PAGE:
RICHARD HENRY DANA, SENIOR (1787-1879) Richard H. Dana
ichard Henry Dana the elder, although he died less than twenty years in 1787, in Cambridge, four years after Washington Irving. He came of a distinguished and scholarly family: his father had been minister to Russia during the Revolution, and was afterwards Chief Justice of Massachusetts; through his mother he was descended from Anne Bradstreet. At the age of ten he went to Newport to live with his maternal grandfather, William Ellery, one of the signers of the Declaration of Independence, and remained until he entered Harvard. The wild rock-bound coast scenery impressed him deeply, and ever after the sea was one of his ruling passions. Only one familiar with all the moods of the ocean could have written 'The Buccaneer'. After quitting college he studied law, and was admitted to the Boston bar. Literature however proved the stronger attraction, and in 1818 he left his profession to assist in conducting the then newly founded North American Review. The critical papers he contributed to it startled the conservative literary circles by their audacity in defending the new movement in English poetry, and passing lightly by their idol Pope. Indeed, his unpopularity debarred him from succeeding the first editor. He withdrew, and began the publication of The Idle Man in numbers, modeled on Salmagundi and the Sketch-Book. His contributions consisted of critical papers and his novelettes 'Paul Felton,' 'Tom Thornton,' and 'Edward and Mary.' Not finding many readers, he discontinued it after the first volume. He then contributed for some years to the New York Review, conducted by William Cullen Bryant, and to the United States Review. In 1827 appeared 'The Buccaneer and Other Poems'; in 1833 the same volume was enlarged and the contributions to The Idle Man were added, under the title 'Poems and Prose Writings.' Seventeen years later he closed his literary career by publishing the complete edition of his 'Poems and Prose Writings,' in two volumes, not having materially added either to his verse or fiction. After that time he lived in retirement, spending his summers in his seaside home by the rocks and breakers of Cape Ann, and the winters in Boston. He died in 1879.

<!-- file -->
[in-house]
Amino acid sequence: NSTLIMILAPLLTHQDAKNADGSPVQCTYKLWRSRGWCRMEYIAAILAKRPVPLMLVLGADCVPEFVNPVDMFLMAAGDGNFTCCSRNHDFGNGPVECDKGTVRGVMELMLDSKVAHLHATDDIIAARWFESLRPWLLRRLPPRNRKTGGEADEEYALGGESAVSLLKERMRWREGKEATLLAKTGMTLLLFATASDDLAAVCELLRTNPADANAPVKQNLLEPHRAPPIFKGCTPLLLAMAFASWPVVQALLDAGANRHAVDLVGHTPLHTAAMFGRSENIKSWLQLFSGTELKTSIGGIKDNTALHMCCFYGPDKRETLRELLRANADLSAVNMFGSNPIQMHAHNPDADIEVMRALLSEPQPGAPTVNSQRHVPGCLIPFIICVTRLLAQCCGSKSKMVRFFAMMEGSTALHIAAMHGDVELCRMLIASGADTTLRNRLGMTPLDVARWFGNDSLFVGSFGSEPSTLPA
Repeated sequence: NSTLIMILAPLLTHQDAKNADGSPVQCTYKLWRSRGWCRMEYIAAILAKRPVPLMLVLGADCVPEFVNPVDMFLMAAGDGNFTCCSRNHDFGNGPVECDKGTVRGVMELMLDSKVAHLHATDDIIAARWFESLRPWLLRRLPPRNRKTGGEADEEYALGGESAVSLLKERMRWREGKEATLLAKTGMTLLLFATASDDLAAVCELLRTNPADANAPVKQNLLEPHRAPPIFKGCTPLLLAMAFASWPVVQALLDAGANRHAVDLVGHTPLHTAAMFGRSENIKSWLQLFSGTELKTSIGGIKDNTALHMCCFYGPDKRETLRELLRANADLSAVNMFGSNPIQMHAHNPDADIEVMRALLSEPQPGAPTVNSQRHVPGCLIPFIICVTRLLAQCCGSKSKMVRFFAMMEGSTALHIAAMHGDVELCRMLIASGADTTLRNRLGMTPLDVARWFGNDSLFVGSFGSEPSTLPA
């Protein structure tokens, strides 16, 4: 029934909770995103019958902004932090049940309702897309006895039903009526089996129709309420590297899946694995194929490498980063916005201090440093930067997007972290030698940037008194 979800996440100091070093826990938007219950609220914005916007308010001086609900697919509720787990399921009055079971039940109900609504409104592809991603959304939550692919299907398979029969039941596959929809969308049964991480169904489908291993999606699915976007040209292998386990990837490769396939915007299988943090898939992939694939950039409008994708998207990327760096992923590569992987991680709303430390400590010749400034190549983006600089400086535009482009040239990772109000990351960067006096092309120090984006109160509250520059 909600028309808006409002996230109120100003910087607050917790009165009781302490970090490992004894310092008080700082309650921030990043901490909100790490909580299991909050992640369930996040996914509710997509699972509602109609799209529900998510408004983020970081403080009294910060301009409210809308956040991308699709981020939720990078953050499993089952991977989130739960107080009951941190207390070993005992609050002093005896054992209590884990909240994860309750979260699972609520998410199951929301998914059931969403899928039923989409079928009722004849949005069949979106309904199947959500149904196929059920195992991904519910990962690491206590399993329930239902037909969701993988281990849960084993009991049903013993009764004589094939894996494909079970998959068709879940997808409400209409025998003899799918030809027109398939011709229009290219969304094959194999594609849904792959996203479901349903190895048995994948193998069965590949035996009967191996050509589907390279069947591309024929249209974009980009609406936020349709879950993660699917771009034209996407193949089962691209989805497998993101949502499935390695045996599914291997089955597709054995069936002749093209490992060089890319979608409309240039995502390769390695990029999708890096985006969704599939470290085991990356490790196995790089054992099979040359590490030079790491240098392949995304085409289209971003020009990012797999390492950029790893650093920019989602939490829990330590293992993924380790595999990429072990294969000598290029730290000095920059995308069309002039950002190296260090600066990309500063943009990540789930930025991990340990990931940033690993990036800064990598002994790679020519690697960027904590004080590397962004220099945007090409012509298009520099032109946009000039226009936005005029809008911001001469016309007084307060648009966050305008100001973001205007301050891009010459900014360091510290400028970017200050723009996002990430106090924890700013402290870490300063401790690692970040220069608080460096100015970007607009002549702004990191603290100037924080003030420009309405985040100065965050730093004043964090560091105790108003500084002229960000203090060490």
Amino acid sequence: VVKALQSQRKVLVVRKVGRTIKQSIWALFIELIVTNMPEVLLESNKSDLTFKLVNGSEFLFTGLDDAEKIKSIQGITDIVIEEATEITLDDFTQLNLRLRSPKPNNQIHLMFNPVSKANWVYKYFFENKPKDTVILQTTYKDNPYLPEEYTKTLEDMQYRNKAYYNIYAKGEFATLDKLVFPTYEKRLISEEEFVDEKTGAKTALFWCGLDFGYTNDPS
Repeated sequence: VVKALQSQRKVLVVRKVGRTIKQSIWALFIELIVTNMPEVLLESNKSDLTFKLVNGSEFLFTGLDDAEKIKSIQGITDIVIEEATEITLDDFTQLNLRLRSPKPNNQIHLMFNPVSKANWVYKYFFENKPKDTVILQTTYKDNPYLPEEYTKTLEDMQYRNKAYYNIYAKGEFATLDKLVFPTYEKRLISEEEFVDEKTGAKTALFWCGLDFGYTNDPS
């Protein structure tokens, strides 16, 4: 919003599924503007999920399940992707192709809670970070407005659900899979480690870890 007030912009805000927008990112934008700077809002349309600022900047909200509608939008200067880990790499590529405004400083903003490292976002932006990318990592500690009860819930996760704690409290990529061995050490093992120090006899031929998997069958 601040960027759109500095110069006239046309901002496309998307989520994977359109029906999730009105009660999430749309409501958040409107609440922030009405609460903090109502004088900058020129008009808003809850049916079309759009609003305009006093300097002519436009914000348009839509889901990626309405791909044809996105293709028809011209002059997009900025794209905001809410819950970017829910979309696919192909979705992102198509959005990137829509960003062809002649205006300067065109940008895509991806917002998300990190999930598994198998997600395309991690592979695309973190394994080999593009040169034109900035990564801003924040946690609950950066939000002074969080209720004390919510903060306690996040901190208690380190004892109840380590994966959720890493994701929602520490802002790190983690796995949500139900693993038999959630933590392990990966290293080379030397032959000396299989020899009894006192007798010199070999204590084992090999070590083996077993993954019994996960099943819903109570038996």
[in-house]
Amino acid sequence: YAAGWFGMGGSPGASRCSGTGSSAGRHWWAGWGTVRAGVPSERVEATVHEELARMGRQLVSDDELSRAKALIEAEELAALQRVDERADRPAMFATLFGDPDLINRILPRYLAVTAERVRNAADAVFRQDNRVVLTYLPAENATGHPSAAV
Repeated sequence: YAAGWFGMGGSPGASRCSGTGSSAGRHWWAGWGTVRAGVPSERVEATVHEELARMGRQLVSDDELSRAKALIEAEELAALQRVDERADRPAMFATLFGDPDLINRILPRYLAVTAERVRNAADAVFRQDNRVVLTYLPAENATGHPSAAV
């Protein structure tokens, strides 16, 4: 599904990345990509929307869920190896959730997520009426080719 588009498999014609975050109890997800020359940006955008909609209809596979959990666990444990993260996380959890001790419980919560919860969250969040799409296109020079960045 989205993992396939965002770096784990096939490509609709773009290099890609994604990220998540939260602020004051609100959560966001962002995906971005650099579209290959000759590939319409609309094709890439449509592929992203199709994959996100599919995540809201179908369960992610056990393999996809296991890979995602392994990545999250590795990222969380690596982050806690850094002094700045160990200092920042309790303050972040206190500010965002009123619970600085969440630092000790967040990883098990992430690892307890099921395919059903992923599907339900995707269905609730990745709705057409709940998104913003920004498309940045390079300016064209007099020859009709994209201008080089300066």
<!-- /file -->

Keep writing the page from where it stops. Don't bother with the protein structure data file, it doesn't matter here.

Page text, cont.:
Dana's literary activity falls within the first third of this century. During that period, unproductive of great work, he ranked among the foremost writers. His papers in the North American Review, as the first original criticism on this side of the Atlantic, marked an era in our letters. He was one of the first to recognize the genius of Wordsworth and of Coleridge; under the influence of the latter he wrote the poem by which he is chiefly known, 'The Buccaneer.' He claimed for it a basis of truth; it is in fact a story out of 'The Pirate's Own Book,' with the element of the supernatural added to convey the moral lesson. His verse is contained in a slender volume. It lacks fluency and melody, but shows keen perception of Nature's beauty, especially in her sterner, more solemn moods, and sympathy with the human heart....